Avoiding the Deadly Deed
One of the Quickest Ways to Derail an otherwise smooth real estate transaction is the discovery too close in time to the closing date that a deceased person is the record owner of the property or there are issues in the chain of title. This is a common occurrence in South Florida that can be colloquially referred to as a "Deadly Deed". Issues that arise from a Deadly Deed can often be avoided by taking some simple steps at the outset when the current "owner" decides to sell. Here is our recipe for a smooth closing:
1. Determine how title to the property is vested as shown in the Official Records in the county where the property is located. In South Florida the place to search is the Clerk of the Circuit Court.
Many people believe that the Tax Collector or Property Appraiser has this information. The reality is that while both of those agencies maintain databases, those databases do not always accurately reflect the state of title.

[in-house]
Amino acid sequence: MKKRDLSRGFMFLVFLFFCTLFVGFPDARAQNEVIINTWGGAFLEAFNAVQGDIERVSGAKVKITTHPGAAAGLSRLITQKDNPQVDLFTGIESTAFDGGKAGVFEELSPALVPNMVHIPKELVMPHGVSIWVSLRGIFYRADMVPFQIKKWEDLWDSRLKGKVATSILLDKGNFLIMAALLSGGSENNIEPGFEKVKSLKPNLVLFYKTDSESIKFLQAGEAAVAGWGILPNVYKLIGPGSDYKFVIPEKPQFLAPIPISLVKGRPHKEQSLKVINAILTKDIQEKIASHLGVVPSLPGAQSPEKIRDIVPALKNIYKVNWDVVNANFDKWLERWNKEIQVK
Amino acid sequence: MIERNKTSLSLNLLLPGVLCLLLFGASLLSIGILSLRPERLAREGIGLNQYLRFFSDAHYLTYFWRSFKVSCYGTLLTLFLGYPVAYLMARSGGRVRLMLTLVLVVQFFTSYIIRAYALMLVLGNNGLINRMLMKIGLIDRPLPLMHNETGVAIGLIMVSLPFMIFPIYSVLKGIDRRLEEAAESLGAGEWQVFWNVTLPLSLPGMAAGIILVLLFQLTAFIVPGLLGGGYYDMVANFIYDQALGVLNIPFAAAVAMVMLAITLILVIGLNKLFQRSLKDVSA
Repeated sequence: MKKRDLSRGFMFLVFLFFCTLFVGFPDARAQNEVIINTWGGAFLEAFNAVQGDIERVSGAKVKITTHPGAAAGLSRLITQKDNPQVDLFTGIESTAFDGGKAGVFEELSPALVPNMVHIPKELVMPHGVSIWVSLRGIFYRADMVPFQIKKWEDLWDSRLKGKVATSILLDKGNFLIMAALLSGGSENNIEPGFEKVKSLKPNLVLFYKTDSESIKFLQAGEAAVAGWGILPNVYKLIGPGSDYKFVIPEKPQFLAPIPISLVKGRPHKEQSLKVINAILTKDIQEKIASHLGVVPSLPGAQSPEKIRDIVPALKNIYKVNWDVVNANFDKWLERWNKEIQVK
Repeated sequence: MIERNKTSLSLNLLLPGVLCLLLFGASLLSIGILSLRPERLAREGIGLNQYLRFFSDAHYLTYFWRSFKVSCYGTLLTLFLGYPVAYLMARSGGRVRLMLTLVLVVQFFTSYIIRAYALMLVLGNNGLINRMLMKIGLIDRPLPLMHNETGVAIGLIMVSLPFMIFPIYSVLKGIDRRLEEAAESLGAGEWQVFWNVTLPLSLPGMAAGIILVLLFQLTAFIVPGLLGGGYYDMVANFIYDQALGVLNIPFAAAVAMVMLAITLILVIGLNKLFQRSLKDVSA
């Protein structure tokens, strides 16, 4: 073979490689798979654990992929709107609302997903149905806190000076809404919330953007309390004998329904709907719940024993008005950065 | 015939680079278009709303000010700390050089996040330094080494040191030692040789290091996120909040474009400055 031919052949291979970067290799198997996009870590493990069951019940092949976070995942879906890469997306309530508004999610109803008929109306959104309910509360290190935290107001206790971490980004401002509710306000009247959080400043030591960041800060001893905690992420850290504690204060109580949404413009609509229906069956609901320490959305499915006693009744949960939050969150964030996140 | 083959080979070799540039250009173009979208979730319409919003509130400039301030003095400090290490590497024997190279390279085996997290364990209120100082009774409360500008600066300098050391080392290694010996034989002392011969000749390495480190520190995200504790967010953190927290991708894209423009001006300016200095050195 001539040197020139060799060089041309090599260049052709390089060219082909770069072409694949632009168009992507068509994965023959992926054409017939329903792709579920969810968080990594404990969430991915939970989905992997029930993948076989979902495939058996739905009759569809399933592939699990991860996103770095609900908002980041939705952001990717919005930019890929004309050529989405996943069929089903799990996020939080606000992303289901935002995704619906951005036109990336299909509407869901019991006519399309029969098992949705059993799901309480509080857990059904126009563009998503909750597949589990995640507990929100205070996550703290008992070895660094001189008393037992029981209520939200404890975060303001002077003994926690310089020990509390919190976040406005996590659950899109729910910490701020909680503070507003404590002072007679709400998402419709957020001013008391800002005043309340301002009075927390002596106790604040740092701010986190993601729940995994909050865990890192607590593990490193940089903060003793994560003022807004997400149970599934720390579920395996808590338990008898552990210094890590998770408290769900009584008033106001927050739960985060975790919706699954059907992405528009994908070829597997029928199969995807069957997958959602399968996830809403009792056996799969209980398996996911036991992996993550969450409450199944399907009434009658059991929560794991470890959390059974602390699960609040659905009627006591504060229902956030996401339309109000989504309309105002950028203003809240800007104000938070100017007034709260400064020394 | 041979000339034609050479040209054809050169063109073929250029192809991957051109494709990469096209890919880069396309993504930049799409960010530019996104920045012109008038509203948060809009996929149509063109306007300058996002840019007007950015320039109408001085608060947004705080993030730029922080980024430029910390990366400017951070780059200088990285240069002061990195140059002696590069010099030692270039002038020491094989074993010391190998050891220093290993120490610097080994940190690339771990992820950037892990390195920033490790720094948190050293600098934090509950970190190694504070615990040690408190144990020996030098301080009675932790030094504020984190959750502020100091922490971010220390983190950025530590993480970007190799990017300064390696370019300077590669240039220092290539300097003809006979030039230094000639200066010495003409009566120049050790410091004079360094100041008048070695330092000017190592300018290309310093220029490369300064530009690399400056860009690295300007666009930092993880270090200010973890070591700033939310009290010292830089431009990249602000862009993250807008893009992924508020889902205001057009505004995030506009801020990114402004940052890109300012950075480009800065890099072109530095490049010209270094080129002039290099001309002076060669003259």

2. Undertake a preliminary title search at the time of listing a property for sale. The cost of a title search is nominal in comparison to the loss of a sale.
3. Once you know who the owner is you can then search the Official Records for unknown judgments or liens that may impair title.
4. Avoid Homestead issues. The topic is vast and complex and most northern practitioners are unaware of the rules and restrictions associated with the sale of Homestead real property. Do out–of-state practitioners or other typical closing agents know the rules?
5. Look for the word "Trust" or other entity name in the title. How many times have you heard the property is in "Trust" only to find out otherwise?
6. Check that the deed was signed properly. Florida has specific execution formalities for a deed to effectively convey title to real property.
These are everyday issues in South Florida. Our law firm is often engaged at the last minute when someone realizes there is a problem. Avoid a Deadly Deed, do your homework at the time of listing the property.
Good luck and have a happy closing.
Ed Wollman is a FL Bar board certified wills, trusts and estates attorney with 26 years' experience practicing in the state of Florida.